Dryer Repairman Substandard Troubleshooting?

1.) Brother purchased Whirlpool Estate washer (TAWS700RQ3) and dryer (TGDX640PQ1) set for $200 on Craigslist. Seller assured him that both were in excellent condition.
2.) At home, washer worked as expected but no heat from dryer.
3.) Called gas company to check hookup. Gas tech said dryer had wrong adapter for hookup (from flex gas line to dryer gas pipe).
4.) Purchased new adapter, still no heat.
5.) Replaced solenoid coils. Still no heat.
6.) Paid appliance repairman $60 to diagnose dryer issue.
7.) Repairman said no gas was getting to dryer and would need to replace gas burner assembly. Cost would be prohibitive.
8.) Sold dryer to repairman for $20.
As repairman was moving dryer to his van I asked for the adapter that my brother had purchased. Repairman looked at it and said the adapter was suitable for a gas grill, not a dryer. Said that probably was why there was no heat. Repairman would not return the dryer since it was sold.
Shouldn't his troubleshooting have determined that the adapter was the wrong type?
Note: Brother purchased another used dryer for $125 (with 90 day warrantee) that works.
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Yes. He should have returned the $60 and the contract of sale was void due to mutual mistake. Do you YELP?
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On 9/4/2015 7:50 AM, taxed and spent wrote:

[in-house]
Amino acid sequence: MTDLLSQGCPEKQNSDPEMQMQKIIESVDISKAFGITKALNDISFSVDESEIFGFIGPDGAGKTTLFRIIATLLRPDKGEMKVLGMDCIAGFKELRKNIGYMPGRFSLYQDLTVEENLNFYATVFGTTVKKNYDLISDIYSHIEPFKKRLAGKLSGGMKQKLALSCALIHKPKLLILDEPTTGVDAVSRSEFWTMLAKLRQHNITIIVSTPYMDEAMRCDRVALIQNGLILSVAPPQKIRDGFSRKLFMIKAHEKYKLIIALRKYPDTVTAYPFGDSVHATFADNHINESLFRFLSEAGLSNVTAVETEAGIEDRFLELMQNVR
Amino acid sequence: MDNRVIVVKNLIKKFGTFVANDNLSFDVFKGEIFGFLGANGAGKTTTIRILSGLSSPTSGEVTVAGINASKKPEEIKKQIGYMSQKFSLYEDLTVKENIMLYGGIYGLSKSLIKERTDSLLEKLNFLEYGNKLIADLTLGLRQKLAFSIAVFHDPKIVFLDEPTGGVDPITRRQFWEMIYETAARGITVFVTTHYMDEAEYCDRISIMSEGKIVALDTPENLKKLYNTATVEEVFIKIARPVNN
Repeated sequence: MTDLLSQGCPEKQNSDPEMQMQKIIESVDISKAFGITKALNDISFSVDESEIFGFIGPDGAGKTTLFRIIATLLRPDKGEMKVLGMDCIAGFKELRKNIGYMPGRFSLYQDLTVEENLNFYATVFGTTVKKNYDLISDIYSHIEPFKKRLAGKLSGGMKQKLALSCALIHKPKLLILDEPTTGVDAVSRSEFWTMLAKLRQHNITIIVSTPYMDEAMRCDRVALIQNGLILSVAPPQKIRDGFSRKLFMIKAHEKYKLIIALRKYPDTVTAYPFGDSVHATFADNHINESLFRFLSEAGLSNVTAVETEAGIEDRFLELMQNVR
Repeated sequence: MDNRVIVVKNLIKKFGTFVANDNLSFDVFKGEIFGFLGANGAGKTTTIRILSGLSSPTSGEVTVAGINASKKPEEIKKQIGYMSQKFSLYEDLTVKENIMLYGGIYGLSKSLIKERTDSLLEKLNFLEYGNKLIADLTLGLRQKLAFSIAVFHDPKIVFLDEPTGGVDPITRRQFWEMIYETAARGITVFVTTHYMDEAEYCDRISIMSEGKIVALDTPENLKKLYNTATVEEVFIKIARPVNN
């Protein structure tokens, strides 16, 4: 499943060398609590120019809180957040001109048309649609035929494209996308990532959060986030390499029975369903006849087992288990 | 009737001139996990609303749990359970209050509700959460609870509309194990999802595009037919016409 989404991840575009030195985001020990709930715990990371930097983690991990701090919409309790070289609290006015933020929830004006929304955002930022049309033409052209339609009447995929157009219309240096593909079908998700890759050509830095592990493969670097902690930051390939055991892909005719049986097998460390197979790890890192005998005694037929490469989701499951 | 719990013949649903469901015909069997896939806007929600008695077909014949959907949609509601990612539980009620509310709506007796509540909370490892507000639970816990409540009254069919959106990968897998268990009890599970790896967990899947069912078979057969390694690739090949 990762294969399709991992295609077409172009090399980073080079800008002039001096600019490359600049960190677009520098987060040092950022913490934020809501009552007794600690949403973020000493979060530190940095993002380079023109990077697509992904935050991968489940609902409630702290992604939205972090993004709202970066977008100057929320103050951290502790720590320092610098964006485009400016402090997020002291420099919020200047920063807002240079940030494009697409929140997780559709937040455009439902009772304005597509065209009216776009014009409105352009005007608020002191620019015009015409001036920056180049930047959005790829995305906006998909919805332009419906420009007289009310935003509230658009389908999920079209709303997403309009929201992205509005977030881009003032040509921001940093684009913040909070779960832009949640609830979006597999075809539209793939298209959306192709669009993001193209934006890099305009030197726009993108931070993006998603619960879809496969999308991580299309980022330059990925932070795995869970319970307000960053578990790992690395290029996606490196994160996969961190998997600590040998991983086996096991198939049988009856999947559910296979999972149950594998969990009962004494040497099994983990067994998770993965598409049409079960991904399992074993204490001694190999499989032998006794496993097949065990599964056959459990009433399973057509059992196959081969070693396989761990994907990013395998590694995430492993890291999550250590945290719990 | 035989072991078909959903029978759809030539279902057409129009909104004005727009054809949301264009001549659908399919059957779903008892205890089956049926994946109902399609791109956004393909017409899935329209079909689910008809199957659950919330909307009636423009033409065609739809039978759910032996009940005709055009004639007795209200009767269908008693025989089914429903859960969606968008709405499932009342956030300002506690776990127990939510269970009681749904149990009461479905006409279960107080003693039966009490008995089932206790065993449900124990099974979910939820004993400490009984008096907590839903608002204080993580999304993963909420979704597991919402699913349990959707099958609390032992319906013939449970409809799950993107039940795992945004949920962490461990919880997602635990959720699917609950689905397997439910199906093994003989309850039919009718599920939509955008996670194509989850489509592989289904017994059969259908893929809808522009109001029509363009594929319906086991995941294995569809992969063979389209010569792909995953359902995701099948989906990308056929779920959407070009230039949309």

I think the first mistake was paying money for a used dryer.
On Freecycle, free dryers come up all the time. Generally what happens is a washing machine breaks and the person buys a new washer/dryer and then has a working dryer to get rid of. Since used appliances don't sell for much anyway, they just want to get rid of the dryer.
I got a used dryer that way. I had my pick of several. The one I got had a little issue with a flaky control panel that a can of contact cleaner fixed (a common problem with this model, Kenmore Elite He4, with advice on the web on how to correct it).
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In alt.home.repair, on Fri, 4 Sep 2015 08:49:18 -0700, sms

Yes.

Or fraud.

I read a busy freecycle every day, and I've seen 1 or 2 dryers in 3 years but "all the time" would be a very big exaggeration here. And probably everywhere.

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Surprisingly, the repairman emailed me asking for a good review on Yelp and Google. I informed him of my dissatisfaction with the way the adapter discovery and dryer sale was handled. Here's his email reply:
<quote> I have not yet had an opportunity to take your dryer to the junk yard and it is fully intact still on my truck. I will gladly bring it back to you so that you may reassess it your self, and get the twenty dollars. </quote>
I'm not sure whether he's offering the dryer back or if he's just offering us to test that a compatible adapter would have worked. I'm pretty certain that the dryer won't be going to a junk yard. I told him that we're done and I wouldn't be writing any reviews, positive or negative.

I'm sure there was nothing wrong with the dryer. It just needed a compatible gas line adapter.
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On Friday, September 4, 2015 at 10:50:10 AM UTC-4, taxed and spent wrote:

I think the repair guy should have caught it. But it's questionable that the sale is then invalidated. You'd have to convince a court that the repair guy actually committed fraud, ie that he knew the real problem, purposely mislead the seller, etc. A "mistake" isn't enough. I could sell someone a Picasso at a garage sale, not realizing what it was. I can't later figure it out, claim "mistake" and undo the sale.
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Mutuality of mistake is one reason a contract is voidable. Do some research.